Father Marc Boisvert, founder of Free the Kids was ordained a priest in 1984, and served the Church for 6 years before joining the U.S. Navy Chaplain Corps. It was through his pastoral work he learned of the miserable conditions in Haiti. In 1997 he took leave from his post as Catholic base chaplain at Marine Corps Air Station in El Toro, CA and made a visit to Haiti to see what life was like there first-hand. What he saw touched his heart and he leaped into action. When he returned home, he submitted his letter of resignation, sold most of his possessions and decided that January 1st of 1998 would be the day to start a new chapter in his life. When he arrived in Haiti in the late morning on New Year's Day he was deeply touched by the hundreds of homeless children; and the children who spent their days in the streets because school was too expensive; and the sick children who had no hope of going to a clinic. It became clear to him that this was his calling – to help alleviate the effects of poverty on these children.
By September of '98, with the help of a group of young adults, he started a soup kitchen, a small shelter, and a school. In October they transformed an abandoned building into a home for 15 kids. It was those first kids who coined the name Pwoje Espwa, Creole for Project Hope. That place filled up quickly with homeless children. The local bishop offered them the abandoned former seminary, a rat-infested structure with a caved-in roof called LaMadonne. The chapel was solid and they moved in. They grew to about 60 children and a staff of five. In the spring they received help putting a sturdy roof on the building, and then a second floor. They had decent housing for the first time. Children kept coming and soon LaMadonne was out of space. The boys were attending various local schools. This was not necessarily a good thing because of the harsh corporal punishment practiced by teachers. One day a boy returned to the orphanage after school with a blood soaked shirt. He had been whipped with a cowhide switch for not paying attention. It was then that the staff and Father Marc decided to open their own school. They could provide a safer environment, a better education and do it for much less money than the schools charged. In September of 2000 he opened the doors to Ekol Espwa. In due time two schools, an orphanage and a soup kitchen were opened. There were 125 boys and another 250 children in their schools.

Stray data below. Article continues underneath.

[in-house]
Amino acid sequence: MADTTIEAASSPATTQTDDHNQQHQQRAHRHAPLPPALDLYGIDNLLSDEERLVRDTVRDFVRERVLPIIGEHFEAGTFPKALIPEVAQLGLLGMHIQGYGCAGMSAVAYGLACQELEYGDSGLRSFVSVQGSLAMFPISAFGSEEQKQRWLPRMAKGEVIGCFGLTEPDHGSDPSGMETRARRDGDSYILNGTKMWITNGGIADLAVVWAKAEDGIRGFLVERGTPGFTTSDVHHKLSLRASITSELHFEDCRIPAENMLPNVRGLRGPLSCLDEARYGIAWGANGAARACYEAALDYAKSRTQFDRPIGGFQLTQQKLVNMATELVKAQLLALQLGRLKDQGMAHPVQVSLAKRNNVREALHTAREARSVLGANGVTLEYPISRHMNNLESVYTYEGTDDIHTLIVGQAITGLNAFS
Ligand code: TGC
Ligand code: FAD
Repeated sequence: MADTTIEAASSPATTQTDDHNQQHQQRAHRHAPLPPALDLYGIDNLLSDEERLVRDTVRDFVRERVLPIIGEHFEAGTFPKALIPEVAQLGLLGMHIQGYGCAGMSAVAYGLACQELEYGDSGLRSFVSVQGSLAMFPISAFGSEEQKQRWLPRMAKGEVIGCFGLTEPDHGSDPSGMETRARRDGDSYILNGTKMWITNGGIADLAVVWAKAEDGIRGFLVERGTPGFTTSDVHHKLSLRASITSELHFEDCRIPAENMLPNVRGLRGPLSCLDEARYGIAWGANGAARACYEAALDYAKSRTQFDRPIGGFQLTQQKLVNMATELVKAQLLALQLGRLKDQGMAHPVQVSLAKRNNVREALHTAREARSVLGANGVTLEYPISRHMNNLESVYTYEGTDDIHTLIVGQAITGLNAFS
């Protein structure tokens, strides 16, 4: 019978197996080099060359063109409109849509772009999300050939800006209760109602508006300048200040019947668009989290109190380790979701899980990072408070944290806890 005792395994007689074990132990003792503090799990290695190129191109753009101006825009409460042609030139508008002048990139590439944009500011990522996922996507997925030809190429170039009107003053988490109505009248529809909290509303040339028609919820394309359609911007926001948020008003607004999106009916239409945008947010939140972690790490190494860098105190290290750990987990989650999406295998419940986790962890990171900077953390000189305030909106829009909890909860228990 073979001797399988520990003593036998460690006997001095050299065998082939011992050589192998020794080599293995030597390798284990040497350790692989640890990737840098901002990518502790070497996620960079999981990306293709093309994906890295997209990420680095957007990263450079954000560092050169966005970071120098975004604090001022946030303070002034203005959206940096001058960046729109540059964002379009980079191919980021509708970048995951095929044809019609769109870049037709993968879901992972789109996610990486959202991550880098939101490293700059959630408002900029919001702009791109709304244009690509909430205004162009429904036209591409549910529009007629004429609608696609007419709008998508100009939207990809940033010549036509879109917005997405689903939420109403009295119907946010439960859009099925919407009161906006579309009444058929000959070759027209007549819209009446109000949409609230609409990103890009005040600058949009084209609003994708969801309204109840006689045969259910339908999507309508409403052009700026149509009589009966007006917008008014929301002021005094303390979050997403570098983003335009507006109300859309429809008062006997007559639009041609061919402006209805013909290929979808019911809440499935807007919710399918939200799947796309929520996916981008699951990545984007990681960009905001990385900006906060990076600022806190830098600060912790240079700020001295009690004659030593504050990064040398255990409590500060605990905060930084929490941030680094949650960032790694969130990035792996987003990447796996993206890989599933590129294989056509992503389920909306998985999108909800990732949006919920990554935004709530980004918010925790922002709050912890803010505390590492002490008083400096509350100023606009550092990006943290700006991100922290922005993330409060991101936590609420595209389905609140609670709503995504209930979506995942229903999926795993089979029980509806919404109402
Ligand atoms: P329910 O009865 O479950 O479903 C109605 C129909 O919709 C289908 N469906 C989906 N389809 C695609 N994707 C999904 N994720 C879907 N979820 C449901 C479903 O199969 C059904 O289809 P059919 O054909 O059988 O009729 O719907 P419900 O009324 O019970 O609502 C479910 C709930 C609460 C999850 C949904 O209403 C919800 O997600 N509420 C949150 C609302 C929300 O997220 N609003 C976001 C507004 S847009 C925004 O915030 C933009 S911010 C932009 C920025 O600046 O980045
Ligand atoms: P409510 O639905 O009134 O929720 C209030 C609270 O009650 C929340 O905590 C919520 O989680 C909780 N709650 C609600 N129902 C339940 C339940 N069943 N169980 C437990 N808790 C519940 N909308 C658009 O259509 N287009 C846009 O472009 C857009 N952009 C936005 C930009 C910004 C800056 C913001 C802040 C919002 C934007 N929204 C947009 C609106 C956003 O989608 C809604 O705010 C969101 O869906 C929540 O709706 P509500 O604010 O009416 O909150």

Their dream was to have some place out of the city where the air is fresh and the colors vibrant. That dream came to reality in 2002 when benefactors made it possible to purchase 125 acres of fertile land, about 20 minutes from the city of Les Cayes. They immediately began shaping and developing what would become Villaj Espwa.
At Hope Village they have planted a farm, built dormitories and schools and begun vocational training to teach the children viable trades to secure their future. They have over 750 children living at Hope Village and over a thousand more going to their schools each day from poor neighboring communities.
Thanks to God and to their generous donors, they've come a long way since 1998. At Hope Village much has been accomplished but there is still much more to be done. They still need to raise money for medical and dental clinics so that our children get the proper care they deserve. They built a vocational training center where the boys and girls learn practical skills that someday will enable them to earn a living. They have added a pre-school so that the children can get an early start on education. The farm continues to evolve and provide more and more crops each year. There are always projects in the works.
Hope Village provides hundreds of children with shelter, food, clothing, education, basic medical care and a family. But what they really offer the children of Southern Haiti is HOPE.
Father Marc is my Hero!
Submitted by Anonymous
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